Odd News

For Bolivia, a provocative left turn of the clock as government rebels at rightist timepieces

  • The hands and numbers on the clock at the legislative palace move in reverse in La Paz, Bolivia, Tuesday, June 24, 2014. In the latest symbolic gesture by President Evo Morales government asserting its revolutionary, ‘’anti-colonial” nature, Bolivian officials have redone the clock atop Congress. (AP Photo/Juan Karita)

    The hands and numbers on the clock at the legislative palace move in reverse in La Paz, Bolivia, Tuesday, June 24, 2014. In the latest symbolic gesture by President Evo Morales government asserting its revolutionary, ‘’anti-colonial” nature, Bolivian officials have redone the clock atop Congress. (AP Photo/Juan Karita)  (The Associated Press)

  • An Aymara Indian woman looks at the legislative palace in Plaza Murillo in La Paz, Bolivia, Tuesday, June 24, 2014. In the latest symbolic gesture by President Evo Morales government asserting its revolutionary, ‘’anti-colonial” nature, Bolivian officials have redone the clock atop Congress. They made its hands turn to the left. (AP Photo/Juan Karita)

    An Aymara Indian woman looks at the legislative palace in Plaza Murillo in La Paz, Bolivia, Tuesday, June 24, 2014. In the latest symbolic gesture by President Evo Morales government asserting its revolutionary, ‘’anti-colonial” nature, Bolivian officials have redone the clock atop Congress. They made its hands turn to the left. (AP Photo/Juan Karita)  (The Associated Press)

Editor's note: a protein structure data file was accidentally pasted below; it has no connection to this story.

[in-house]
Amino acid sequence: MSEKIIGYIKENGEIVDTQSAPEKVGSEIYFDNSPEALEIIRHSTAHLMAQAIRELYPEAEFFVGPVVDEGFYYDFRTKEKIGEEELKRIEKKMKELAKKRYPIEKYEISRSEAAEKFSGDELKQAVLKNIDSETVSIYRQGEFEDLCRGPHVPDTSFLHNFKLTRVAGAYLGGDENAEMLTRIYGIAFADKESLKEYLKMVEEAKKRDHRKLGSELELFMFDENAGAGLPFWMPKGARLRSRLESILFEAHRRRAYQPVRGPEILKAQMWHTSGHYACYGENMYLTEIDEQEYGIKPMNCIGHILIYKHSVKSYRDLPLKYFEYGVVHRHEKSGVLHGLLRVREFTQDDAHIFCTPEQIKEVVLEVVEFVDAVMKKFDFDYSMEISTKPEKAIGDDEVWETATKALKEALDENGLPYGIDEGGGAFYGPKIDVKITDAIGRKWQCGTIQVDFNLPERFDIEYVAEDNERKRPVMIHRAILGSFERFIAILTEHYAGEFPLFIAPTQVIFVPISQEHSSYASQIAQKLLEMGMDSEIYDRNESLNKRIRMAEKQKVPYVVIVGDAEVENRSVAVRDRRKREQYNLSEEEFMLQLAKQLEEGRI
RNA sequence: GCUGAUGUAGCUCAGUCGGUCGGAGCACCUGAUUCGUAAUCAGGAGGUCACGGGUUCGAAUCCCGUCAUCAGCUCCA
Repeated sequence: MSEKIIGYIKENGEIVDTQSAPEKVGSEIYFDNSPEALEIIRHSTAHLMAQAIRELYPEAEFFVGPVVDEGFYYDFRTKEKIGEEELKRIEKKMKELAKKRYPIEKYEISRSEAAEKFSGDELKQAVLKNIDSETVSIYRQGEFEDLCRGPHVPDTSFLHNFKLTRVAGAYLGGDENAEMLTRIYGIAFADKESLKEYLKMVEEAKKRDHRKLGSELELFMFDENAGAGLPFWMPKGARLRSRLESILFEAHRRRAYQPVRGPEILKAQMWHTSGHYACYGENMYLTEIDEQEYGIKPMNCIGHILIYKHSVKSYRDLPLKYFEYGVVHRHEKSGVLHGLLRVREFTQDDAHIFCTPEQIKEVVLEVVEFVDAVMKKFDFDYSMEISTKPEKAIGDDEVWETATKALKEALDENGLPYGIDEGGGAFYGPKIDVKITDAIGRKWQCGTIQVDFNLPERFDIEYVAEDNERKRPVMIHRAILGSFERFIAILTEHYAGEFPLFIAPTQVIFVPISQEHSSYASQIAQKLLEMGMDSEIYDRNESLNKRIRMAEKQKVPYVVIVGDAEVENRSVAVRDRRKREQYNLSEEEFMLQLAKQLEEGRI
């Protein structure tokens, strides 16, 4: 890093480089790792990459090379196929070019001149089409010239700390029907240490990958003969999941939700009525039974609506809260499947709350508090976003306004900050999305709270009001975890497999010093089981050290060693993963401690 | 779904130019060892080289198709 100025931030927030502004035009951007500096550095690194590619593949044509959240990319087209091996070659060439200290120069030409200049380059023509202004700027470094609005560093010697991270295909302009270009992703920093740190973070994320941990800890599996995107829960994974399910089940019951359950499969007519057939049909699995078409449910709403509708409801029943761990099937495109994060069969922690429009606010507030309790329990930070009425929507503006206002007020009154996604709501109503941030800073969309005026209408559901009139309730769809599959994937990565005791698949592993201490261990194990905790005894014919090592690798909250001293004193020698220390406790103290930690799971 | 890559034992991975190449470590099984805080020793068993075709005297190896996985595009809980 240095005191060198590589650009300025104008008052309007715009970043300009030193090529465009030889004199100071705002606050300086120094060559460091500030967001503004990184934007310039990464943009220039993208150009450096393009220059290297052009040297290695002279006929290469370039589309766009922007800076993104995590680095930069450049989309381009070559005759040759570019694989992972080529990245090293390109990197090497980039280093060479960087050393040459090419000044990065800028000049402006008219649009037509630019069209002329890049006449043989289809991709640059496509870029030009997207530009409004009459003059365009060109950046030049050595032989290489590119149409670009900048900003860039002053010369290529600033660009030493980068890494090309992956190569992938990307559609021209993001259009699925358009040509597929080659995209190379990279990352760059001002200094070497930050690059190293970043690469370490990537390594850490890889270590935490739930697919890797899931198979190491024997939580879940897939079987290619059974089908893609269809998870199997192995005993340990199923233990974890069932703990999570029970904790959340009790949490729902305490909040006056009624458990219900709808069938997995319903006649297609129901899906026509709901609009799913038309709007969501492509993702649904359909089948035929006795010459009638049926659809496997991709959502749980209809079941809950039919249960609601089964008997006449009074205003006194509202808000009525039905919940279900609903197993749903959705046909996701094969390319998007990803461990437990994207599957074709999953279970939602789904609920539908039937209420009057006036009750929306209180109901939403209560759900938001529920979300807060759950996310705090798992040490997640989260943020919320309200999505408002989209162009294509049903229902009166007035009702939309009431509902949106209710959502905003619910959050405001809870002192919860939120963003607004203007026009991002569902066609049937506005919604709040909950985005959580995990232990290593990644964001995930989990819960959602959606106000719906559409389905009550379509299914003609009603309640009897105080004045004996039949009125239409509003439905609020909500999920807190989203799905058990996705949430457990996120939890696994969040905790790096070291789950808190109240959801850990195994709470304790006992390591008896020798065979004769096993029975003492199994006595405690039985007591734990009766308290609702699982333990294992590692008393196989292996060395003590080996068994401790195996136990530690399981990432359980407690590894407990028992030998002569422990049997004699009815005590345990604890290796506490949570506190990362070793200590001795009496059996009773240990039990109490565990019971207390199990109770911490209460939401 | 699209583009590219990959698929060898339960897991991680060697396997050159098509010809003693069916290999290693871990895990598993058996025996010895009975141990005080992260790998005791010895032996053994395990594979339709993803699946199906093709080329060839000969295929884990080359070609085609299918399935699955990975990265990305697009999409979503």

Bolivia's leftist government is turning back the clock. Or turning it backwards, at least.

The government this week flipped the clock atop the Congress building so that while it's still accurate, the hands now turn to the left, a direction known elsewhere as counterclockwise.

Officials say the move is an expression of de-colonization in a country with a long-suppressed indigenous majority. President Evo Morales became its first indigenous president when he took office in 2006.

But the opposition ridiculed the move. One lawmaker called it an attempt to "change the universal laws of time."